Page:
Nymphs were often called minor goddesses, but other translations refer to them as spirits or ethereal beings. They were tied to a certain feature of a landscape or place such as springs, rivers, trees, and meadows. Also, they had the ability to morph into trees, flowers, animals, or other things in nature. Physical descriptions of these beings always portray them to be young, beautiful maidens with long hair and decorative garments. Though nymphs were believed to be located everywhere, they were also believed to be very elusive to humans and often only seen in the company of gods like Dionysus, Artemis, and of course Pan.
Theseus and the Centaur
This sculpture, created by Antoine – Louis Barye, portrays the story of Theseus fighting the Centaur Bianor. In the story, Greek hero Theseus is invited to attend the wedding of his friend Pirithous, the king of Thessaly. Pirithous also invited his neighbors, the Centaurs (who have the upper body of a man and lower body of a man) to also attend the ceremony. The Centaurs behaved in a very disorderly fashion by drinking too much and causing chaos. They tried to kidnap the bride, but Theseus quickly stepped up to fight them off and rescue her.
The Cumaen Sibyl
Sibyls were prophetesses whose prophecies played important roles in major events. They claimed to be under the authority of a certain god and they were usually affiliated with an ancient oracle or temple. According to historic records there were twelve sybils but the Cumaen Sibyl was the most well-known. She was the priestess of the god Apollo that resided in Cumae. There are two events where she played a crucial role in the foundation, and success of Rome. First, she sold the Sibylline books (a collection of prophecies written in rhyme) to the last king of Rome, Tarquinius Superbus. Second, she foretold Aeneas’s future in Italy which led him to the underworld to see his father. There he was told that his descendants would found Rome.
Hephestus was the Greek god of fire, blacksmiths, artisans, and volcanoes. According to Greek mythology, he was the son of Zeus and Hera. In other versions, he was the son of Hera alone. Because he was born deformed, he was thrown out of Mt. Olympus by Hera, who was disgusted by his appearance. He was later returned to Olympus by Dionysus. He was married to the goddess of love and beauty, Aphrodite, who often had multiple affairs. In art, he is usually shown as a middle- aged, bearded man, supported by a cane, wearing a close fitting cap over scruffy hair, and standing over an anvil. He had a workshop under a volcano where he was assisted by servants made from gold. Being an excellent craftsman, he forged many weapons that were used by the gods, such as Athena’s shield, Cupid’s arrows, and Apollo’s chariot.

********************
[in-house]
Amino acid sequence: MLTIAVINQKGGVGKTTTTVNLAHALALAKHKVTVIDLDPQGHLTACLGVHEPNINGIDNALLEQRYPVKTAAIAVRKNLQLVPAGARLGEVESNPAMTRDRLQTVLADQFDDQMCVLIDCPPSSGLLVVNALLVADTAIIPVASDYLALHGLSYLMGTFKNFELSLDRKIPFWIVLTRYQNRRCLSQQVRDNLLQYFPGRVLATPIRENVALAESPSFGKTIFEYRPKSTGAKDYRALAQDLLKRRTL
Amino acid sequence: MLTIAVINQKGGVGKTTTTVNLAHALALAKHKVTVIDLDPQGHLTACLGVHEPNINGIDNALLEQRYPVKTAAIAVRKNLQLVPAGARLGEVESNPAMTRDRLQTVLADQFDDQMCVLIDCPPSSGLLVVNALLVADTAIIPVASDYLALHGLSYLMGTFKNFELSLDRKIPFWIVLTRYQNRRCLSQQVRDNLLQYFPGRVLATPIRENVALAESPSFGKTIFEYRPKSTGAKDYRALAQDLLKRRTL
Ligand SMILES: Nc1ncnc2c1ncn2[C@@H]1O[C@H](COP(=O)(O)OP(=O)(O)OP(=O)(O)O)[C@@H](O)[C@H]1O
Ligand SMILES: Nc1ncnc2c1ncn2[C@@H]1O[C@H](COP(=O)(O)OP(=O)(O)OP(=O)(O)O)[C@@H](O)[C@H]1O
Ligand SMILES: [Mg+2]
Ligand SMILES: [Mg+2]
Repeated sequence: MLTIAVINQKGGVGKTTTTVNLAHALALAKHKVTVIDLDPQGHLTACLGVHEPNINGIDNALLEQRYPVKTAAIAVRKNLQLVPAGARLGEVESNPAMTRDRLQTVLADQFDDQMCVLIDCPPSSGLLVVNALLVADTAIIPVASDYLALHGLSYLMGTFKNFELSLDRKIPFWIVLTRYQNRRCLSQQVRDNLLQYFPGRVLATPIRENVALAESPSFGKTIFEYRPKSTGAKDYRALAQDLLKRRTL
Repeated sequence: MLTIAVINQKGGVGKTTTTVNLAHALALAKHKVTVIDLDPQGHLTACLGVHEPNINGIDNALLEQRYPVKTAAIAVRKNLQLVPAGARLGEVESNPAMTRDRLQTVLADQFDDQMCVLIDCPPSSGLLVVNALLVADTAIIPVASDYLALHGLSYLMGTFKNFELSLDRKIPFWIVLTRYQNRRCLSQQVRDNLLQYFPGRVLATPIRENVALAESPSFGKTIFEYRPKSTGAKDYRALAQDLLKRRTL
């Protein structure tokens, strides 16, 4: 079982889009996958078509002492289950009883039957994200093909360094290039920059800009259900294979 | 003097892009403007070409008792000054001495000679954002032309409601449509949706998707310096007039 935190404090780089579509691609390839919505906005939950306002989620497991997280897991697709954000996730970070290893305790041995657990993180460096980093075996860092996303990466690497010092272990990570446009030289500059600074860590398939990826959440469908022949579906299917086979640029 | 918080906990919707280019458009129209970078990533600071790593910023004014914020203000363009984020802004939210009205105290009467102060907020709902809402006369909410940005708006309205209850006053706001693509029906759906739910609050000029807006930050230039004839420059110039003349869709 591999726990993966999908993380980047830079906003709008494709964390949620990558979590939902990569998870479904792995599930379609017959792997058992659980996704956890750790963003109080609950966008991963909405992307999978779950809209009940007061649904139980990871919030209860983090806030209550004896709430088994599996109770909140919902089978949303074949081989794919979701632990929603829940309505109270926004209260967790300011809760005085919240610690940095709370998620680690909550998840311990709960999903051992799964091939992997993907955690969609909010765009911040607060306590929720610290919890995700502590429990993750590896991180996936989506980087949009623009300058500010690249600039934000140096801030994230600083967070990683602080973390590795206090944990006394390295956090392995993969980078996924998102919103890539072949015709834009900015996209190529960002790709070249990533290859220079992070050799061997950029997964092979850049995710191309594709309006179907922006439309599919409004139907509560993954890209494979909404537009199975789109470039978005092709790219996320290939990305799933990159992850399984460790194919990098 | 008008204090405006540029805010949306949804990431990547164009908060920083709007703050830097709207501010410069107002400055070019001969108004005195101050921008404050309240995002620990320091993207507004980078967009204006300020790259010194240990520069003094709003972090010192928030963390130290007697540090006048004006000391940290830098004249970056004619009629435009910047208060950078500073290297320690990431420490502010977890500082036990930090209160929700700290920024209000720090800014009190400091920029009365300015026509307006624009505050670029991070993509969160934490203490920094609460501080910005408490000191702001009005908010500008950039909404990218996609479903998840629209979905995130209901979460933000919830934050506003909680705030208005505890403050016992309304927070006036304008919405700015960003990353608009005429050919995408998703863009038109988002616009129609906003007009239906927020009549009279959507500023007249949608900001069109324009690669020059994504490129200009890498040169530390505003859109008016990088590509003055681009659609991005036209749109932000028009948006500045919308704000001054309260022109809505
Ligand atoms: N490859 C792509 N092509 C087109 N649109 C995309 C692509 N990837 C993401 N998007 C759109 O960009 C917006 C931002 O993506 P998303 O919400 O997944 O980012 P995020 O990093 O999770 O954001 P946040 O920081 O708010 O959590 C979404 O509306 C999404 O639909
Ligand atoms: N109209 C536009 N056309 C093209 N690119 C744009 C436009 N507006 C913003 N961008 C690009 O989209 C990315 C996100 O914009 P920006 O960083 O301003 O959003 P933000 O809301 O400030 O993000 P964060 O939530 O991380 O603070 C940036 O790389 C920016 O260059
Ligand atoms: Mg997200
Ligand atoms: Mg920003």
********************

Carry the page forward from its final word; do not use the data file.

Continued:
Enjoy the Olympic games and be sure to come visit the museum to check out these objects in person!
Interpretive Guide, Sara Taylor is back in part one of “Victorians and Egyptomania.” Why did our great-great grandparents many times over LOVE everything and anything Egyptian? Read on and find out!
While Napoleon and his contemporaries were content to incorporate Egyptian motifs and architecture into everyday buildings, décor, jewelry, and even clothes, the Victorians were at a completely different level!
The Victorians or the Victorian Age, gets its name from Queen Victoria, who reigned as Queen of the United Kingdom, Great Britain, and Ireland from June 1837 to her death in January 1901. Her reign saw the expansion of the British Empire and was a time marked by great social, political, and scientific changes. Not just in the British Empire, but all over the world.
The Victorians were responsible for or were the origin for many things that we enjoy in our everyday life (including our favorite house, Villa Finale!). While Napoleon re-introduced the splendor of Ancient Egypt to Europe on a scale never seen before, the Victorians took Egyptomania to a whole new level!
The Roots of Egyptology